It all began innocently. One day I was making my usual favorite afternoon tea—Darjeeling, with toast and jam. Not exotic; I like things plain and simple. I smoothed the jam—in this case orange marmalade–thick on my toast, and then found myself looking thoughtfully down into the jam jar, while I remembered reading of the idea to stir jam right into the tea as a sweetener. The Russian way with tea, it is said, is a thick, stand-up brew served with jam that is either stirred into the cup, or, simply, eaten by the teaspoonful between sips of tea.
My spoon hovered over the jar of marmalade, while I looked at my cup of tea with one eye. I did hate to risk a perfectly good cup of tea, which I drink plain black, no bothering with sugar or cream. Then I did it, a big, thick teaspoonful of marmalade right into my beautiful, simple Darjeeling. Well, what do you know, the marmalade disappeared as I stirred.
It smelled divine of sweet oranges, and tasted even better! It was a subtle flavor, still Darjeeling, with its sort of muscatel taste, but now a whisper of sweet orange. For my next cup of tea, I boldly heaped the teaspoon with the jam and stirred it in. I was hooked.
I’ve gone on to experiment with other jams. I like orange marmalade with Darjeeling the best, in fact, find orange marmalade suitable to all black tea I’ve tried, brewed mild or strong. Black raspberry jam is another favorite. I find it and blackberry jams best suited to Ceylon, English Breakfast, Yorkshire Gold, and Devonshire Tea. Peach and apricot jams are lovely in stronger brews, as well, but I do not scoop the jam teaspoon quite so heavily with them. I have not tried the simplest, commonest of jams—strawberry, and frankly, the thought of those little strawberry seeds floating around in the tea hold me off.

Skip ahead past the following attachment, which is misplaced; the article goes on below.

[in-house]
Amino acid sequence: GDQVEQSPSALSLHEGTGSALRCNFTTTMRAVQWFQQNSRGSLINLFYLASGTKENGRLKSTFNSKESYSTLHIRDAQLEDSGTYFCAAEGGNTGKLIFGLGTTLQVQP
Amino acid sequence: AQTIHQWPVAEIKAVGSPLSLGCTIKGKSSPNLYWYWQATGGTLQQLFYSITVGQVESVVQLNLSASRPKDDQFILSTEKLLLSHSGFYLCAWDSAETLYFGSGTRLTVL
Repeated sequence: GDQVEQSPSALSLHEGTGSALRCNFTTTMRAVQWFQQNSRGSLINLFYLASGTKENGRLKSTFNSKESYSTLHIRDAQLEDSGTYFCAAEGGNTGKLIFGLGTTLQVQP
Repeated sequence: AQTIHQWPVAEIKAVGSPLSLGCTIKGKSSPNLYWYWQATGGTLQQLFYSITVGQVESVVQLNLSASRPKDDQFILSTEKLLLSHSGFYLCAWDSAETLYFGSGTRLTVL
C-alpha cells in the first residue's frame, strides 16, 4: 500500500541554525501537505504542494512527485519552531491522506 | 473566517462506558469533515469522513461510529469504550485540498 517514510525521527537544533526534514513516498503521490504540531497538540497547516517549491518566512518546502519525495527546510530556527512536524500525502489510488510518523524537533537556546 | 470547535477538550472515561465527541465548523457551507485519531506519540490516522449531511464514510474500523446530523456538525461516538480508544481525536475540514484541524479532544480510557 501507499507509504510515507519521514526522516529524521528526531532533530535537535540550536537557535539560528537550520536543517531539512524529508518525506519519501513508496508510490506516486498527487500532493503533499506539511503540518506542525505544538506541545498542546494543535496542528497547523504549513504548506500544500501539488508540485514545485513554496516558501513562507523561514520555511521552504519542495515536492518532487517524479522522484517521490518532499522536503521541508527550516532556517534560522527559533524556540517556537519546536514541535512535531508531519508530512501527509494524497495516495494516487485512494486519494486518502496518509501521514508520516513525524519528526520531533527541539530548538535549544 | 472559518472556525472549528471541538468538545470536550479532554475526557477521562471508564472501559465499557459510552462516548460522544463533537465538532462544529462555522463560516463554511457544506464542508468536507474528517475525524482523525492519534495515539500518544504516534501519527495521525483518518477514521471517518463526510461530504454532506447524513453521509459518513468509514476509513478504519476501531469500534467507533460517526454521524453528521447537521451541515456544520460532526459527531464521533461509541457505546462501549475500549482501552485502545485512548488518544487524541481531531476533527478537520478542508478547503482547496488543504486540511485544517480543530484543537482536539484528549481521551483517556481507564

It has become a sort of fascination for me now, mixing and matching teas and jams. The other day while grocery shopping, my husband’s eyes opened wide as he saw me putting quite a number of jams into the cart. I’m also now eyeing not-so-plain jams, such as loganberry. Would there be seeds?
It is, of course, as is everything, all a matter of one’s taste, but certainly nothing could be more plain and simple. Reach into the refrigerator and pull out a jar of your favorite jam, and soon you can have a comforting cup of flavored tea, without any thought of additives possibly found in flavorings, provided, of course, you use plain jams made of nothing but fruit, fruit juice and/or sugar.
Experiment! And if you try the strawberry jam, let me know how it turns out.
When she’s not dumping spoonfuls of jam into her tea, CurtissAnn passes the time penning novels. Visit CurtissAnnMatlock.com to learn more.
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4 thoughts on “Tea and Jam, Plain and Simple”
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What about Prairie Fire jam in a cup of tea? Wow! You do know how to weave a tale my friend. I love loganberry jam. Perhaps I need some for a scone or two.
Honey, what is prairie fire jam? If it is chili peppers, I doubt I’m game to try that. I have never had loganberry, but it has been recommended and I’m going to look for some. Hugs, CA
I’ll certainly give it a try, Curtiss Ann…I’m always looking for ways to liven up my tea break…I prefer tea to coffee, however, even tea can get hum- drum….so I’ll remember this advice next time I shop !